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    • "Remarkably, C. elegans is ideal for such an investigation, because this anatomically and genetically defined transparent nematode has exactly 302 neurons, precisely eight of which are DA. This facilitates rapid scoring of DA neurodegeneration while worms age (Cao et al., 2005). Taking advantage of this system, we investigated the ability of GSK3b inhibitors to ameliorate the effects of a-synuclein overexpression and DA-specific toxicity. "
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    ABSTRACT: Parkinson's disease (PD) is the second most common form of neurodegeneration among elderly individuals. PD is clinically characterized by tremors, rigidity, slowness of movement, and postural imbalance. Glycogen synthase kinase (GSK)-3β, a multifunctional protein has been implicated in the pathological characteristics of PD, including the heightened levels of α-synuclein, aberrant phosphorylated tau, and neurodegeneration. Hence, Gsk3β has been nominated as prime target for the development of new anti-parkinsonian agents. We have previously reported several series of target-specific inhibitors with the strong affinity toward GSK3β. In the present study, anti-parkinsonian efficacy of these inhibitors was evaluated in Caenorhabditis elegans model of PD. The inhibitors displayed low micromolar rescue potency when administered post-symptomatically, indicating both prevention and reversal of the dopaminergic deficit. The results indicate that GSK3β inhibitors rescued the behavioral deficit characteristic of dopaminergic impairment in transgenic C. elegans expressing human α-synuclein. In addition, GSK3β inhibition led to long-lasting prevention and rescue of neurodegeneration. Our findings indicate that the GSK3β activity is critical for neurodegeneration caused by α-synuclein accumulation, suggesting that kinase inhibition of GSK3β may represent a promising therapeutic strategy for PD.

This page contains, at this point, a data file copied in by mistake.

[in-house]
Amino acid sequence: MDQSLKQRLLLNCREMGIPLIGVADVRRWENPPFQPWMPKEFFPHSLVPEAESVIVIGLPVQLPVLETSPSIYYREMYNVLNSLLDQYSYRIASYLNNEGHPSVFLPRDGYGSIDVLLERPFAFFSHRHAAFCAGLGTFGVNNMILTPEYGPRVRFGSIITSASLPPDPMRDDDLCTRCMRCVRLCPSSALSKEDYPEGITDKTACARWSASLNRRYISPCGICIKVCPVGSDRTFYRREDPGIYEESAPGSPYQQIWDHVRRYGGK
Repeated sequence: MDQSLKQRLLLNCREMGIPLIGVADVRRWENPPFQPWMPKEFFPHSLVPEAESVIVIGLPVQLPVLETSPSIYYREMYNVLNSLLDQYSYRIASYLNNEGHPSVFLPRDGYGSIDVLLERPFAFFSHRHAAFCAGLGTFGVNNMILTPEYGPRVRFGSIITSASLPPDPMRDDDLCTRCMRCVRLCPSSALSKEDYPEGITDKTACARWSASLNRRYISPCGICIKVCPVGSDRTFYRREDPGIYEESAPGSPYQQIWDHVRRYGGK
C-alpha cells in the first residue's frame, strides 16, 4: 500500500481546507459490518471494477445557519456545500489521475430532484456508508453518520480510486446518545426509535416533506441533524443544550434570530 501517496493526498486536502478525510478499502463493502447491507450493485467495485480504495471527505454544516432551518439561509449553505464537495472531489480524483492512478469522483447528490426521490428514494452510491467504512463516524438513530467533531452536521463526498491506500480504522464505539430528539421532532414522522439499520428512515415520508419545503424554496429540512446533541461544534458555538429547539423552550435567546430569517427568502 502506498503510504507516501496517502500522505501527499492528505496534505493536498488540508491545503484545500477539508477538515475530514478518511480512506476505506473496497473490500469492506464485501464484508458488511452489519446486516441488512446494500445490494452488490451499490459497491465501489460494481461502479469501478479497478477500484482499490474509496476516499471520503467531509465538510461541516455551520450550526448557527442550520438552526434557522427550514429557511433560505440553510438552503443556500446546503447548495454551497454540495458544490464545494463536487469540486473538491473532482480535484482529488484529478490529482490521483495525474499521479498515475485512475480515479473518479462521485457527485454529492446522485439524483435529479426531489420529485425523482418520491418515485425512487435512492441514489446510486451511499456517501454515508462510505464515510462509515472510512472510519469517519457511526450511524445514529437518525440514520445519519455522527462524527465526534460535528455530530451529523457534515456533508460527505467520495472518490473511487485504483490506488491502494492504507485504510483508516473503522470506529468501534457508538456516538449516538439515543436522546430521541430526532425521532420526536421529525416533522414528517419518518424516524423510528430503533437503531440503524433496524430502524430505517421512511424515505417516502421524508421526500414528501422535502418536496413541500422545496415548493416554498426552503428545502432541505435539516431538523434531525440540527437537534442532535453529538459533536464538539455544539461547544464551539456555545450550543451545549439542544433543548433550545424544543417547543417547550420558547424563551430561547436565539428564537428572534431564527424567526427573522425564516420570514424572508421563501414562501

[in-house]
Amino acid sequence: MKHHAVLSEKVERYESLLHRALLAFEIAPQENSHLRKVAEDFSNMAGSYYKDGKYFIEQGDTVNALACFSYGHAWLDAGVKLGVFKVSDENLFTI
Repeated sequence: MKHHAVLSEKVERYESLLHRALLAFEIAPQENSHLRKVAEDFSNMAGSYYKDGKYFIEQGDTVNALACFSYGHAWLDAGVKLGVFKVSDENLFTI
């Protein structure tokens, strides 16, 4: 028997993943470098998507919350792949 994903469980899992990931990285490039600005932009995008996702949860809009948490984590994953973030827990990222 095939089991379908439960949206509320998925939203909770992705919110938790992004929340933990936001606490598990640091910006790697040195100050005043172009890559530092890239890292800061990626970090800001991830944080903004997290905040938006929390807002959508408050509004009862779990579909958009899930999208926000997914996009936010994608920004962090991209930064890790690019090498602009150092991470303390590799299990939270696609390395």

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    • "Animal models for DYT-TOR1A have been established for invertebrates (namely C. elegans and D. melanogaster) (Caldwell et al., 2003; Koh et al., 2004; Cao et al., 2005) which are suitable models for studying basic principles of the disease mechanisms on a multi-cellular level. However, the vast differences to the mammalian central nervous system limit the explanatory value for complex neuronal networks. "